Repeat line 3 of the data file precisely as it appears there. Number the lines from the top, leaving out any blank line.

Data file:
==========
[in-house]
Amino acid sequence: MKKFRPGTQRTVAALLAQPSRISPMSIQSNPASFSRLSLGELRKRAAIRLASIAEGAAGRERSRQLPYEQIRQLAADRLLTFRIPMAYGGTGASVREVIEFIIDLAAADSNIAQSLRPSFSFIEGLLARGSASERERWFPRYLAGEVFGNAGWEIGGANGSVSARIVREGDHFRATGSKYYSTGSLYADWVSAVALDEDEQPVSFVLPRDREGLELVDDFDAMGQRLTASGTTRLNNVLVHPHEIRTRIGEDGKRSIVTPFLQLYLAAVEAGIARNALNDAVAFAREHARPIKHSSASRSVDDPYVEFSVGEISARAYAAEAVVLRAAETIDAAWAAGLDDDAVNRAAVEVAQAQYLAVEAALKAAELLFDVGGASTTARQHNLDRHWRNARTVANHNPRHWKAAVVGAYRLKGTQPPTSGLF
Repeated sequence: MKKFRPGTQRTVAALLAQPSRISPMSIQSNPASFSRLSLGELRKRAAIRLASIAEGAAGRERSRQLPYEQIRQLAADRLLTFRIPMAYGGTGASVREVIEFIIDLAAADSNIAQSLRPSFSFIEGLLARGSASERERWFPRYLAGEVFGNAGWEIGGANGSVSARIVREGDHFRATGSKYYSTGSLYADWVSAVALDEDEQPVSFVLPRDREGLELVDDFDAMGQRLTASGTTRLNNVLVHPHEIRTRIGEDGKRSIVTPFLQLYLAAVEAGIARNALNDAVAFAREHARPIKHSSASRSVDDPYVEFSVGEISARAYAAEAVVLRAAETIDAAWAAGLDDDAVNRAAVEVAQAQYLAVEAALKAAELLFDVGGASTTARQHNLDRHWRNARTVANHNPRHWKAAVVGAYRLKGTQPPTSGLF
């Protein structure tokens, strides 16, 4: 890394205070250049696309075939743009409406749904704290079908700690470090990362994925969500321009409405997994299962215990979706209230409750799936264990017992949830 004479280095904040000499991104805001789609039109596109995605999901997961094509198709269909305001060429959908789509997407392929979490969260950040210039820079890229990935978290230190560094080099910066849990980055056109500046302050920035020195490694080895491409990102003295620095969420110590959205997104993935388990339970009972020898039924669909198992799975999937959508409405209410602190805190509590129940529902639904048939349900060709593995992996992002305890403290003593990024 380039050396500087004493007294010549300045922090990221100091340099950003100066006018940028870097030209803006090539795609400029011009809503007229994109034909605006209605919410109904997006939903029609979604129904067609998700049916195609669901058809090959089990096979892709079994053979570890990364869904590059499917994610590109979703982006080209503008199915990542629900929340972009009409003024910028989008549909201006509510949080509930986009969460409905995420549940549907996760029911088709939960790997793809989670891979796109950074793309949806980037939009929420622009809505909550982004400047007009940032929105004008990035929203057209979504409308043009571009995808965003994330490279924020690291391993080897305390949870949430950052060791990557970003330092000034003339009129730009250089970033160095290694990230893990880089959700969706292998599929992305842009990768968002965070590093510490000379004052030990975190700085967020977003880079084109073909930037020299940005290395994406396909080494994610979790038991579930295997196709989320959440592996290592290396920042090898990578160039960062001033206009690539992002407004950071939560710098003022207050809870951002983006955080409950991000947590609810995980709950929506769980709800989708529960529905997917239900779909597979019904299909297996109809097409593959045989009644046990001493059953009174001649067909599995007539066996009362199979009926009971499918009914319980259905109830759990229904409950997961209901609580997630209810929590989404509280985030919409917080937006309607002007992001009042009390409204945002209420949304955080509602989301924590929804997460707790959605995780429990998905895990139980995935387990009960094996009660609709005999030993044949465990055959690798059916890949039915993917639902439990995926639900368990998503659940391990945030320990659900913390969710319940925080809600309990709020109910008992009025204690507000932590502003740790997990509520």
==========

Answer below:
Repeated sequence: MKKFRPGTQRTVAALLAQPSRISPMSIQSNPASFSRLSLGELRKRAAIRLASIAEGAAGRERSRQLPYEQIRQLAADRLLTFRIPMAYGGTGASVREVIEFIIDLAAADSNIAQSLRPSFSFIEGLLARGSASERERWFPRYLAGEVFGNAGWEIGGANGSVSARIVREGDHFRATGSKYYSTGSLYADWVSAVALDEDEQPVSFVLPRDREGLELVDDFDAMGQRLTASGTTRLNNVLVHPHEIRTRIGEDGKRSIVTPFLQLYLAAVEAGIARNALNDAVAFAREHARPIKHSSASRSVDDPYVEFSVGEISARAYAAEAVVLRAAETIDAAWAAGLDDDAVNRAAVEVAQAQYLAVEAALKAAELLFDVGGASTTARQHNLDRHWRNARTVANHNPRHWKAAVVGAYRLKGTQPPTSGLF